Citing it as a "distraction," NFL Commissioner Roger Goodell said in statement Tuesday that the league is giving up its status as a tax-exempt organization.
In a statement sent out to the NFL's 32 team owners and select members of Congress, Goodell outlined the voluntary move, saying it would not make a "material difference to our business."
Since 1966, the NFL has been granted tax-exempt 501(c)(6) status even though the 32 teams inside the league are subject to taxes as for-profit businesses.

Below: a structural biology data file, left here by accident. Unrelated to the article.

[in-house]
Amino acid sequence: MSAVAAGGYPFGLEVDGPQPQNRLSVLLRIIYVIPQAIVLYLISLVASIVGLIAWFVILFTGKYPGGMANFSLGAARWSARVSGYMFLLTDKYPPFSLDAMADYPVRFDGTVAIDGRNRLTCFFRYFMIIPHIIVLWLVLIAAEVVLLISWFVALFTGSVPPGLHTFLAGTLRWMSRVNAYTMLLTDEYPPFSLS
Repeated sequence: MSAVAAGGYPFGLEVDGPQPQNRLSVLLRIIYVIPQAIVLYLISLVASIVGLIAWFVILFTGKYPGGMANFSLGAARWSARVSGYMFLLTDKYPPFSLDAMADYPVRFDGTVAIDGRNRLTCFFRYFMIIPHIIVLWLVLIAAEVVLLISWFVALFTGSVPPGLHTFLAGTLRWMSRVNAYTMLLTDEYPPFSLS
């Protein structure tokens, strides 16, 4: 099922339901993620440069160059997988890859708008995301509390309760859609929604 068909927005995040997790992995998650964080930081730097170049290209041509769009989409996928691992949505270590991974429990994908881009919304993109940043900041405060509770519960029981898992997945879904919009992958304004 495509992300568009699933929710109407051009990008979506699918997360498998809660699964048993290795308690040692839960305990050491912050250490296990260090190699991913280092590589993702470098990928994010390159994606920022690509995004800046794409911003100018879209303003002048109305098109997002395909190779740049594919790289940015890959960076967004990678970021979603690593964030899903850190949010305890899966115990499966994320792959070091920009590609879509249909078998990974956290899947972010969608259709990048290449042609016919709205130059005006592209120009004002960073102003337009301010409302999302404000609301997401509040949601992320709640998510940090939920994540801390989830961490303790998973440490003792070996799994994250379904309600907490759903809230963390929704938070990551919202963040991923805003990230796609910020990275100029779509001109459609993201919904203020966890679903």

The move, first reported by the Sports Business Journal, would allow the NFL to no longer be forced to disclose compensation figures for its top officials, including Goodell.
Starting next year, the NFL and its management council will file returns for the 2015 tax year.
Robert McNair, chairman of the NFL's finance committee and owner of the Houston Texans, released a statement regarding the decision:
"The income generated by football has always been earned by the 32 clubs and taxable there. This is the case whether the league office is tax exempt or taxable. The owners have decided to eliminate the distraction associated with misunderstanding of the league office’s status, so the league office will in the future file returns as a taxable entity."